The other thing that crossed my line of sight this week (sorry, this is turning into a multi-stranded Billy Connolly monologue) was Leeds United (three wins in 13 games) Tweeting that Reading are “the latest team not to sell their away allocation at Elland Road” prompting a whole barrage of truly excellent banter about how small time Reading are, how pathetic this was, how Leeds would have sold the allocation 20 times over and so on. This from a group of supporters who, to a man, woman and child, will all swear blind they were there for our 1-0 win at the start of the 2013/14 season when Clint Hill scored, the attendance was 23,000, and the upper tier of the stand opposite us was closed. The latest stop for the banter bus is club’s official social media accounts trying to out banter each other, leading to such classics as QPR saying Nahki Wells was “just happy to be here” four days before he was just happy to be at Bristol City, who we played next. Well don't we look like absolute mugs? Great banter though, which GIF should we use with that?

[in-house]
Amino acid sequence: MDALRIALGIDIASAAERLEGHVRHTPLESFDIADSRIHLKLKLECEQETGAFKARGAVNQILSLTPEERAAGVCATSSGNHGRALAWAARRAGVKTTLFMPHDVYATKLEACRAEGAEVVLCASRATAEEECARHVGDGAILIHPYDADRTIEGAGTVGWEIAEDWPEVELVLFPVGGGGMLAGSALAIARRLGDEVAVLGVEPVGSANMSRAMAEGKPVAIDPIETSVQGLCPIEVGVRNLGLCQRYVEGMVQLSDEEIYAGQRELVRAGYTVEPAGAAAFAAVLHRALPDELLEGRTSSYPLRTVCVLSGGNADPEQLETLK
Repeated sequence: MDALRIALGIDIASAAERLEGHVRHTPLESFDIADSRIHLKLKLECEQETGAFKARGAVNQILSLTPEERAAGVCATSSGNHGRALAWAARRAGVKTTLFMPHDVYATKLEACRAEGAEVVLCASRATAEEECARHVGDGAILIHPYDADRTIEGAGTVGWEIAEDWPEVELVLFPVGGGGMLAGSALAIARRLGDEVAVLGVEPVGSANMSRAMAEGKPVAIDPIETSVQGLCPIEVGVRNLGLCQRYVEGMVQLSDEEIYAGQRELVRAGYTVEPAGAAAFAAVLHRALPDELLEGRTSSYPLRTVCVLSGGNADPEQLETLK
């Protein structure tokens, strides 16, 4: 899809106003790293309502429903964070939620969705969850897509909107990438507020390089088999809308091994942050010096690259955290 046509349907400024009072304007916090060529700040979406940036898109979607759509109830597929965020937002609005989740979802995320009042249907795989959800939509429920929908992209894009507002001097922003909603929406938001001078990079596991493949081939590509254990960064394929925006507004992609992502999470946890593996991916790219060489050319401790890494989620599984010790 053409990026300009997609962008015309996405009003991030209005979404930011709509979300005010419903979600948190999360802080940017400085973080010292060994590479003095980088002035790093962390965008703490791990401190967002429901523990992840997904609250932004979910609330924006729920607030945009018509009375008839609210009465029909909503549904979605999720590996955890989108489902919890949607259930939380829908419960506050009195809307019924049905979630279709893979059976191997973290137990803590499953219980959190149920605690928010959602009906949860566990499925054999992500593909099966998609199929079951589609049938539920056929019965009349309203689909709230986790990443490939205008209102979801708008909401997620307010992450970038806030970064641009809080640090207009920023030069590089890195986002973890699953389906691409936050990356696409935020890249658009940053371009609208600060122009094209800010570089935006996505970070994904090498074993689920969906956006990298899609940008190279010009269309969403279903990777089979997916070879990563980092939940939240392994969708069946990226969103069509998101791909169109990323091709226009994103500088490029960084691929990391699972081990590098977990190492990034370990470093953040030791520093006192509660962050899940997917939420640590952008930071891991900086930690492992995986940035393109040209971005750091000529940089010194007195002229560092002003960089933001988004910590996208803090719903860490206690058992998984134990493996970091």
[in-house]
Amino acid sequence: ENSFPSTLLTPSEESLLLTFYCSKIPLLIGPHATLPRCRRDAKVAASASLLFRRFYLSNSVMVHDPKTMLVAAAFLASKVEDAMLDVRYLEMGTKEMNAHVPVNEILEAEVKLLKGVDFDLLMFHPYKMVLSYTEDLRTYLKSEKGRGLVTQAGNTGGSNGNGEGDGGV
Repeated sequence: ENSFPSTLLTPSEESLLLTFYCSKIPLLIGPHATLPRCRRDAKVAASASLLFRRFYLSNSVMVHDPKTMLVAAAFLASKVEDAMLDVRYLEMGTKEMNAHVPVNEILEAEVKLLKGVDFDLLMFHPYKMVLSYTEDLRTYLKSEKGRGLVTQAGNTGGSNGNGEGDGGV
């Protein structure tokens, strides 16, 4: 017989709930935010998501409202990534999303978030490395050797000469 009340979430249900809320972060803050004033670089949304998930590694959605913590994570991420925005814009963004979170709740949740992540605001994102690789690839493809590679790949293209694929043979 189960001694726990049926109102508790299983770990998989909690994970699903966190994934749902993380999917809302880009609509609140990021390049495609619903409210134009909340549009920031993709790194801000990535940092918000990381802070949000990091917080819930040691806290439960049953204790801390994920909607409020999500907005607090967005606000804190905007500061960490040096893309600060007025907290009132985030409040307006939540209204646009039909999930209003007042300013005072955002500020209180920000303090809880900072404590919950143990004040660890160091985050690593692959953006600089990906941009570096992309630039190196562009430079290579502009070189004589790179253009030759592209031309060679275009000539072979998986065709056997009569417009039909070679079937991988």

Even if Leeds, as they claim, had been selling out all along and not, as is actually the case, suddenly discovered 20,000 new fans when Marcelo Bielsa turned up, this is a club that charges away fans £39 in advance and £42 on the day. This to sit in an away end that is old, decrepit, with multiple obstructions of view, and absolutely filthy throughout, festooned with muck and grime and animal shit, in a part of the city accessible only by cab which, after the game, you can't get. We all do it anyway, because as above if it matters that much then you do it regardless, but this idea that Reading, or Preston, or QPR, or any other smaller support base should be mocked for not having enough weirdos who want to pay £40 each to go there and sit through that, in the name of “banter”, is modern football fandom personified. Nobody goes to the fucking games, they just sit at home taking the piss out of the few that do, often filming it for their YouTube Channel. Or Sky Sports.